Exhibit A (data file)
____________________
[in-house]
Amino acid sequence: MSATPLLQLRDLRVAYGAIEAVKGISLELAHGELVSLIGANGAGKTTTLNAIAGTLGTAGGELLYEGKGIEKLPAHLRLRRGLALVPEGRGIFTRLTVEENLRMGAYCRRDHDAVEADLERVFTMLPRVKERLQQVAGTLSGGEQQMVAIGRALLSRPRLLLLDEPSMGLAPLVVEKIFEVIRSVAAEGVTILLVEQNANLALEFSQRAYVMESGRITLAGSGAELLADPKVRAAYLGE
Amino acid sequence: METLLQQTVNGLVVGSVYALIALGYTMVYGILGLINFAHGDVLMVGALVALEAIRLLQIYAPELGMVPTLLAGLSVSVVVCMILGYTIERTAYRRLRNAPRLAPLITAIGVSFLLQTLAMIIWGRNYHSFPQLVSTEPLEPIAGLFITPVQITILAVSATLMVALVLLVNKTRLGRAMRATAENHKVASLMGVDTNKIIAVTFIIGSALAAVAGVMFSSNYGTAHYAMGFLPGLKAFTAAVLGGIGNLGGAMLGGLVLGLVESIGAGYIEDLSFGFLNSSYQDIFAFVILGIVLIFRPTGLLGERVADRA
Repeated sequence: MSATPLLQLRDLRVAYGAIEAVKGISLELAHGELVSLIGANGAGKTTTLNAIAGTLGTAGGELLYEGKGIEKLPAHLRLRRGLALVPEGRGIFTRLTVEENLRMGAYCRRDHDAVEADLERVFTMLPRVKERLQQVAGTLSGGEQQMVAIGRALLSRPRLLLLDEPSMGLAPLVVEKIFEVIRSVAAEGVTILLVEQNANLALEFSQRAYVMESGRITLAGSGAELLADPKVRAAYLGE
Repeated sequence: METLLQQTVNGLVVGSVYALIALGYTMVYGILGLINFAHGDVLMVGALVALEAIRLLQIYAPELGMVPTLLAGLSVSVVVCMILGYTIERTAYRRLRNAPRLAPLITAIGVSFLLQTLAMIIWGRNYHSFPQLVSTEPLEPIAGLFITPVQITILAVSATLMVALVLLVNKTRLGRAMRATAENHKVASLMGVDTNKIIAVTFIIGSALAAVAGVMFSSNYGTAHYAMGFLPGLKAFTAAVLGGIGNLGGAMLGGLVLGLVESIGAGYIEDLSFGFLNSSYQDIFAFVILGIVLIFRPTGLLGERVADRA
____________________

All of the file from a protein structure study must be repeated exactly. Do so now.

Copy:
[in-house]
Amino acid sequence: MSATPLLQLRDLRVAYGAIEAVKGISLELAHGELVSLIGANGAGKTTTLNAIAGTLGTAGGELLYEGKGIEKLPAHLRLRRGLALVPEGRGIFTRLTVEENLRMGAYCRRDHDAVEADLERVFTMLPRVKERLQQVAGTLSGGEQQMVAIGRALLSRPRLLLLDEPSMGLAPLVVEKIFEVIRSVAAEGVTILLVEQNANLALEFSQRAYVMESGRITLAGSGAELLADPKVRAAYLGE
Amino acid sequence: METLLQQTVNGLVVGSVYALIALGYTMVYGILGLINFAHGDVLMVGALVALEAIRLLQIYAPELGMVPTLLAGLSVSVVVCMILGYTIERTAYRRLRNAPRLAPLITAIGVSFLLQTLAMIIWGRNYHSFPQLVSTEPLEPIAGLFITPVQITILAVSATLMVALVLLVNKTRLGRAMRATAENHKVASLMGVDTNKIIAVTFIIGSALAAVAGVMFSSNYGTAHYAMGFLPGLKAFTAAVLGGIGNLGGAMLGGLVLGLVESIGAGYIEDLSFGFLNSSYQDIFAFVILGIVLIFRPTGLLGERVADRA
Repeated sequence: MSATPLLQLRDLRVAYGAIEAVKGISLELAHGELVSLIGANGAGKTTTLNAIAGTLGTAGGELLYEGKGIEKLPAHLRLRRGLALVPEGRGIFTRLTVEENLRMGAYCRRDHDAVEADLERVFTMLPRVKERLQQVAGTLSGGEQQMVAIGRALLSRPRLLLLDEPSMGLAPLVVEKIFEVIRSVAAEGVTILLVEQNANLALEFSQRAYVMESGRITLAGSGAELLADPKVRAAYLGE
Repeated sequence: METLLQQTVNGLVVGSVYALIALGYTMVYGILGLINFAHGDVLMVGALVALEAIRLLQIYAPELGMVPTLLAGLSVSVVVCMILGYTIERTAYRRLRNAPRLAPLITAIGVSFLLQTLAMIIWGRNYHSFPQLVSTEPLEPIAGLFITPVQITILAVSATLMVALVLLVNKTRLGRAMRATAENHKVASLMGVDTNKIIAVTFIIGSALAAVAGVMFSSNYGTAHYAMGFLPGLKAFTAAVLGGIGNLGGAMLGGLVLGLVESIGAGYIEDLSFGFLNSSYQDIFAFVILGIVLIFRPTGLLGERVADRA